If the thunder don't get ya, the lightning will. The Man finally caught Billy Walters. The most-successful sports bettor in America got busted by the Feds, but not for sports betting... rather for insider trading. Walters got convicted last April, but he was not given a sentence until a couple of days ago. Legal pundits thought Walters might get as many as 8 to 10 years, but the judge only gave him a 5-year sentence. That still seems extreme considering Walters in 71-years old and he did not commit a violent crime.
The Walters' inside trading story reminds me of how the U.S. Government could not take down notorious gangster Al Capone, until Elliot Ness and company figured out a way to get Capone for tax evasion. The Feds were unable to touch Walters for any vagaries surrounding his sports betting, since he resided in Nevada where sports betting is legal. Walters is a legend in the gambling world, where he's become known as the greatest sports bettor of all time, while running one of the most powerful betting syndicates in the world. However, the Feds dug deep into Walters' involvement in a trading scheme for Dean Foods that also involved pro golfer Phil Mickelson. Dean Foods is a milk processor based out of Dallas. According to court documents, in 2012 Walters tipped off Mickelson on the stock, and the pro golfer made a quick $1 million profit. Mickelson then transferred the stock profits to Walters to cover a previous gambling debt.
In April of this year, Walters lost the largest wager of his life when he lost a three-week trial in federal court. Walters was found guilty of 10 counts including securities fraud, conspiracy, and wire fraud. Walters also has to pay a $10 million fine.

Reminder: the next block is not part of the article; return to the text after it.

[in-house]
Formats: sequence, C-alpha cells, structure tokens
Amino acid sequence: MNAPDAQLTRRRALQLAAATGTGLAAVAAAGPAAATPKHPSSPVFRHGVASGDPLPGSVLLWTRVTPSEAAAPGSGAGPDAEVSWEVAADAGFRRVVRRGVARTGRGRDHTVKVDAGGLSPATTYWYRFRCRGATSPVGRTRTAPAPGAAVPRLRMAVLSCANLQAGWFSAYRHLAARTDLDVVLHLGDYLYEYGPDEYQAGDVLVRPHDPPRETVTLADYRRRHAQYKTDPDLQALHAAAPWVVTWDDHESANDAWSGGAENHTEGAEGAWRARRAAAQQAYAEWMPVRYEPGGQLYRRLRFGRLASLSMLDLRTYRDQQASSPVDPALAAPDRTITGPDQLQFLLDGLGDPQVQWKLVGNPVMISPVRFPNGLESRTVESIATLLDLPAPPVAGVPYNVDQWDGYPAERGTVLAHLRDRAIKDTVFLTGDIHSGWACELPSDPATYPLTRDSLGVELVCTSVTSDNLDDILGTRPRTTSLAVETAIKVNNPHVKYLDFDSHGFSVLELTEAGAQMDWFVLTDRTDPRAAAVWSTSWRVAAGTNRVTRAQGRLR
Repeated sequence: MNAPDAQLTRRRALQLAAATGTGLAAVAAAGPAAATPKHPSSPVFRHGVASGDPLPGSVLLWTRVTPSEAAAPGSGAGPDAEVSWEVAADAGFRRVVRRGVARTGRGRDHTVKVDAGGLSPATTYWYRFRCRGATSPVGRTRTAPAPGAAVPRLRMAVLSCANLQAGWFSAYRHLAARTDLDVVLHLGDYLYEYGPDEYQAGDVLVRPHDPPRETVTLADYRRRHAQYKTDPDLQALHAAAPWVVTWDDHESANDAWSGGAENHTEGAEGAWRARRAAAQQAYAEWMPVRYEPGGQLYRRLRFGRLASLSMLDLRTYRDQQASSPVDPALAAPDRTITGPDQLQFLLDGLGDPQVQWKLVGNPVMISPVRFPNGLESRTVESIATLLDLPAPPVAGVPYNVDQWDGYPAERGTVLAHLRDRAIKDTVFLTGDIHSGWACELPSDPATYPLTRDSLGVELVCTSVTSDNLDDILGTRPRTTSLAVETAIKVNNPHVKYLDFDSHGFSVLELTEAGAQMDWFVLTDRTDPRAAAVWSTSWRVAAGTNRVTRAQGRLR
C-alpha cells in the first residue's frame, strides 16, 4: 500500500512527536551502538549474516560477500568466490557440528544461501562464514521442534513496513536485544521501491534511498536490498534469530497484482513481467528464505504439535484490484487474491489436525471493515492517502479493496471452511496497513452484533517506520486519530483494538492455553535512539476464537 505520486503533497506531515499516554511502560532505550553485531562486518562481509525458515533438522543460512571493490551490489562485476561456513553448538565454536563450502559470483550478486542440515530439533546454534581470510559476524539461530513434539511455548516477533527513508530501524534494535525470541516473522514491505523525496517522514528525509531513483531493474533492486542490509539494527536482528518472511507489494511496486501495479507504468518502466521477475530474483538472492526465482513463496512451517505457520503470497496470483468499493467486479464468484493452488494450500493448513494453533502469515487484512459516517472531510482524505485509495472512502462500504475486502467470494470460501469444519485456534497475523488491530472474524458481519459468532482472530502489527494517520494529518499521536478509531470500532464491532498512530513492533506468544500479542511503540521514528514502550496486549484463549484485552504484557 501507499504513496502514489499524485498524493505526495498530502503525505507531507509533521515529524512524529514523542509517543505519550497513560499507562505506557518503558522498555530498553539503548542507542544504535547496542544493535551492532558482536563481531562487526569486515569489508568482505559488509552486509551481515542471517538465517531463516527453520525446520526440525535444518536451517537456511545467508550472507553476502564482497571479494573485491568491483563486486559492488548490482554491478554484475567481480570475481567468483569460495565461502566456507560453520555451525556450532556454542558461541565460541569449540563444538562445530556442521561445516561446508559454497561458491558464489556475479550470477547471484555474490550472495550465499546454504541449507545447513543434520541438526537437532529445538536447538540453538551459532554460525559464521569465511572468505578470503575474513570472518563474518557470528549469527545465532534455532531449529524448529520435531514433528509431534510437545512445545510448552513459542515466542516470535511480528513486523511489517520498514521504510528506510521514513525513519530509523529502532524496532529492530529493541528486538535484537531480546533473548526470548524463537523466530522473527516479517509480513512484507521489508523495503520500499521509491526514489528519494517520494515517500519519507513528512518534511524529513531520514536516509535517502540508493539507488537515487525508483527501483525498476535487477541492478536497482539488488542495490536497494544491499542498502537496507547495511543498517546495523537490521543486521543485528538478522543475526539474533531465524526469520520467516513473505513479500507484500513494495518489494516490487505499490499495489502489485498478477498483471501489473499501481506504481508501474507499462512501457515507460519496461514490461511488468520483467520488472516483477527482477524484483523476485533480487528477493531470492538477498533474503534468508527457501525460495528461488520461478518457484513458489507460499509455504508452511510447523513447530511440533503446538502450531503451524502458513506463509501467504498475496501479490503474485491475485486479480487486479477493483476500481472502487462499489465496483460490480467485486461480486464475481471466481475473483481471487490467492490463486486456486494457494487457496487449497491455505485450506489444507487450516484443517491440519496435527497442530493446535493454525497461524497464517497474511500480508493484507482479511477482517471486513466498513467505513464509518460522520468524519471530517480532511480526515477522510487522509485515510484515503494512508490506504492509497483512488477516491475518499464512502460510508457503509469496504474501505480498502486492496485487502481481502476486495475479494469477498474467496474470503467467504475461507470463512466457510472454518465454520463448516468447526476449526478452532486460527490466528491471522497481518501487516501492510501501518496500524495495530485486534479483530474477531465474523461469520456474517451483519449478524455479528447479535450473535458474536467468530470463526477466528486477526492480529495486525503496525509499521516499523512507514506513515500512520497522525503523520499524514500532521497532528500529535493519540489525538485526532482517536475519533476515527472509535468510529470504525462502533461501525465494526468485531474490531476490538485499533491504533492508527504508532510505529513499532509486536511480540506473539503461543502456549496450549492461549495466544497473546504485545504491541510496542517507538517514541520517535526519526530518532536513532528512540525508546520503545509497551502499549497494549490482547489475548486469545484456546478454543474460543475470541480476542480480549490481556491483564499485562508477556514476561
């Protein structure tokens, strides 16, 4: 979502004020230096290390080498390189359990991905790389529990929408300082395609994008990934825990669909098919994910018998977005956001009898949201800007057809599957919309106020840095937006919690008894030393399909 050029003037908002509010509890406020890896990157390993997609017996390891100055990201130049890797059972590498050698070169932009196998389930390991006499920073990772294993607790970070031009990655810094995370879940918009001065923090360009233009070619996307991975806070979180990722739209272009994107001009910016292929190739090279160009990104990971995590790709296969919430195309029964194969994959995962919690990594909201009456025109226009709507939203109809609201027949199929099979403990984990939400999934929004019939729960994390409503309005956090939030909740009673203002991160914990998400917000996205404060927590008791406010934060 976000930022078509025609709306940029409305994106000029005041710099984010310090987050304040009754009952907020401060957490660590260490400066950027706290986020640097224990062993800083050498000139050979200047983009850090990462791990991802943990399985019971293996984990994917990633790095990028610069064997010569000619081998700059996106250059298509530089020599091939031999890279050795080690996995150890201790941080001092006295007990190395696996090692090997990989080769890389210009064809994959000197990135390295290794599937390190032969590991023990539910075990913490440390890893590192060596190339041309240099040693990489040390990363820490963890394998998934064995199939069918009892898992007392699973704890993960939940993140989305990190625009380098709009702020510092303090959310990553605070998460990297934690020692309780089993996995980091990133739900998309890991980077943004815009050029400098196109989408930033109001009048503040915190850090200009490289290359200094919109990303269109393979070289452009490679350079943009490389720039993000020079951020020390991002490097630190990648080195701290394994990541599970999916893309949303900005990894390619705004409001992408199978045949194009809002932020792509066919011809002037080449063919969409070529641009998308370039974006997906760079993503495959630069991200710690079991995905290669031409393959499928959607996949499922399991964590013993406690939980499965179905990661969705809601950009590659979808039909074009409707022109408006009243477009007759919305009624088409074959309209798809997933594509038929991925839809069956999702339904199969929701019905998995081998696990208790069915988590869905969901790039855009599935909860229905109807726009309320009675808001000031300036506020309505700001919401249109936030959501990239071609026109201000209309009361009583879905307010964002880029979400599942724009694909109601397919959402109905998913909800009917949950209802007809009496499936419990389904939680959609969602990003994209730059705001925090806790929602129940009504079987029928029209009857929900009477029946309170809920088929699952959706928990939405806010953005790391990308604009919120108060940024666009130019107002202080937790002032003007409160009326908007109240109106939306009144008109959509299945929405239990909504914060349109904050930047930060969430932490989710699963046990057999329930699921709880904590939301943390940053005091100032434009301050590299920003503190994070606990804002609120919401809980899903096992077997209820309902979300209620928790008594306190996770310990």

According to an article at CNBC...
"From 2008 to 2014, prosecutors argued that Walters made $32 million in profit and avoided another $11 million in losses. Walters stood accused of trading on insider information on Dean Foods Co., which he obtained from former company chairman Thomas Davis. Walters' maneuvers also involved a stock tip to Phil Mickelson, a star golfer, and Carl Icahn. The prosecution said Mickelson made nearly $1 million after Walters advised him in 2012 to buy stock in Dean Foods. Neither Mickelson nor Icahn were charged with wrongdoing. Mickelson didn't testify during the trial, but the prosecution did rely on testimony from Davis."
Yup, both Icahn and Mickelson walked, while Walters got sent up the river. Why were the Feds interested in Walters? A lot of members of the gambling community point to this long-from interview Walters did with CBS News and the popular program 60 Minutes. To this day, I'm baffled that Walters exposed so much of his Vegas betting operation. And I'm even more amazed he brashly called out Wall Street banksters in the interview. It's fairly obvious now, six years later, that the CBS interview caused way more harm than good.
Watch the CBS/Billy Walters interview here...